Alimony Collection Lawyers
Payment of Alimony
Alimony or spousal support arrangements are generally agreed to by divorcing spouses in their marital settlement agreement, or by Court order. Alimony is paid from one spouse to the other either as monthly payments or a lump sum in cash, checks or even money orders. Unacceptable forms of payment include debt, property or services.
What Happens If a Spouse Refuses to Pay Alimony?
If the paying spouse fails to pay alimony in a full or timely manner, possible avenues of recourse include:
- Contacting the county's proper department of revenue for enforcement assistance
Retain a lawyer to file a motion for contempt for court-ordered payments
File your own motion for contempt using the proper forms approved by that State
Once the court orders that alimony is to be paid, failure to pay is disobeying a court order, otherwise known as contempt of court. The following remedies are available to the person seeking alimony:
Levies upon real and personal property
Garnishment of property
Garnishment of wages
Court may order the paying spouse to the pay the delinquent amount plus a certain percent interest rate on that amount.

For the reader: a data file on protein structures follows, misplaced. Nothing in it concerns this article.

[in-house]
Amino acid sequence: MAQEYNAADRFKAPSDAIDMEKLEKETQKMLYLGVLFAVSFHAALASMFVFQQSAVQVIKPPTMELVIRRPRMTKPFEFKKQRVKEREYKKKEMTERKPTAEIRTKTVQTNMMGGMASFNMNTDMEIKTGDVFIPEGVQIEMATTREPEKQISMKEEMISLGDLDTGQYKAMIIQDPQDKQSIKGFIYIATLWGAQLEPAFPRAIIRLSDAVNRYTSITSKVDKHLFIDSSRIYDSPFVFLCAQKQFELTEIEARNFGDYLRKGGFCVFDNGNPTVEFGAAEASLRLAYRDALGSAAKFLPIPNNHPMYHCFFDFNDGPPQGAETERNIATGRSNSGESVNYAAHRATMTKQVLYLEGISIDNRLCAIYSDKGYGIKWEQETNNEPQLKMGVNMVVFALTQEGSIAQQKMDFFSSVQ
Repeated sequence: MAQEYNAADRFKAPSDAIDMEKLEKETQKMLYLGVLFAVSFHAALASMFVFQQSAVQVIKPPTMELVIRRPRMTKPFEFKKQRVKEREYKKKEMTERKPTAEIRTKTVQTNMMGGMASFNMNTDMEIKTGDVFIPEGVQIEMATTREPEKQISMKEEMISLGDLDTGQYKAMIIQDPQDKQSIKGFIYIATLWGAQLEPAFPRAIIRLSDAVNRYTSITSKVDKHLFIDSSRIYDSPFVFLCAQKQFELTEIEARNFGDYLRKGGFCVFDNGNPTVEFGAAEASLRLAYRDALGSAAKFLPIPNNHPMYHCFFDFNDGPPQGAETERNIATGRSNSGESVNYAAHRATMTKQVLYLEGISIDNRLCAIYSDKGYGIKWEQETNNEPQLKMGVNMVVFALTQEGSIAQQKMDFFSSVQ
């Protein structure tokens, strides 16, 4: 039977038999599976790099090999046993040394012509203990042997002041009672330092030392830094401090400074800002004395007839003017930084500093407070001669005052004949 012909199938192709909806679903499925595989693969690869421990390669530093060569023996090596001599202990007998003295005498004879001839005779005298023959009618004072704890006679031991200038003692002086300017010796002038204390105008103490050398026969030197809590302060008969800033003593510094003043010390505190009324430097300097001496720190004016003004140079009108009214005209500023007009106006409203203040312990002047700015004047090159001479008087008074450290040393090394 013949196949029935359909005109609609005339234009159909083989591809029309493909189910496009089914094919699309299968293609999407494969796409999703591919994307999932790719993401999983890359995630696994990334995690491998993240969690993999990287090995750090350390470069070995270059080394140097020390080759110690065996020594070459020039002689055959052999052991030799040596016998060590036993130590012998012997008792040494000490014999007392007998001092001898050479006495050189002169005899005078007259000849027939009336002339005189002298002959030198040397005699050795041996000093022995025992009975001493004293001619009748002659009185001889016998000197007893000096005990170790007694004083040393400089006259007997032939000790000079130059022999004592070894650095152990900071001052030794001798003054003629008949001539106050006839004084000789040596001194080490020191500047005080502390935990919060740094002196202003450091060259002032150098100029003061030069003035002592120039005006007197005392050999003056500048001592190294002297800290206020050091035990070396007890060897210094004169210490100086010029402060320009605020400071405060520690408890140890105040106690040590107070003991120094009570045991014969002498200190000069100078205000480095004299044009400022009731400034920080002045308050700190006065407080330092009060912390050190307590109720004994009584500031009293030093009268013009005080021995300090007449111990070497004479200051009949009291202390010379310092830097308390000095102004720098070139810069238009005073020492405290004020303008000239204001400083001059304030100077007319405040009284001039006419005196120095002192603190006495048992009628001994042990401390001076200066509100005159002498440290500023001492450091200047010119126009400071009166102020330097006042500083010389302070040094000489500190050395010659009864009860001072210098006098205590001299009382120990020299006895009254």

Willful failure to pay alimony may lead to a possible increase in the amount or possible imprisonment (depending on the state)
What Are the Taxable Consequences of Alimony?
If alimony payments in any year are reduced by $15,000 in the first three calendar years after separation or divorce, part or all of the payments will not be considered deductible and the past payments may be reclassified as income which may be taxed to the person seeking full payment of alimony.
Do I Need to Consult an Attorney?
Relationships between ex-spouses may be tumultuous and can lead to difficult situations. An experienced family lawyer can advise you of your rights and assist you in choosing the appropriate avenue of action for your alimony or spousal support issue.
Consult a Lawyer - Present Your Case Now!
Last Modified: 11-07-2013 04:27 PM PST
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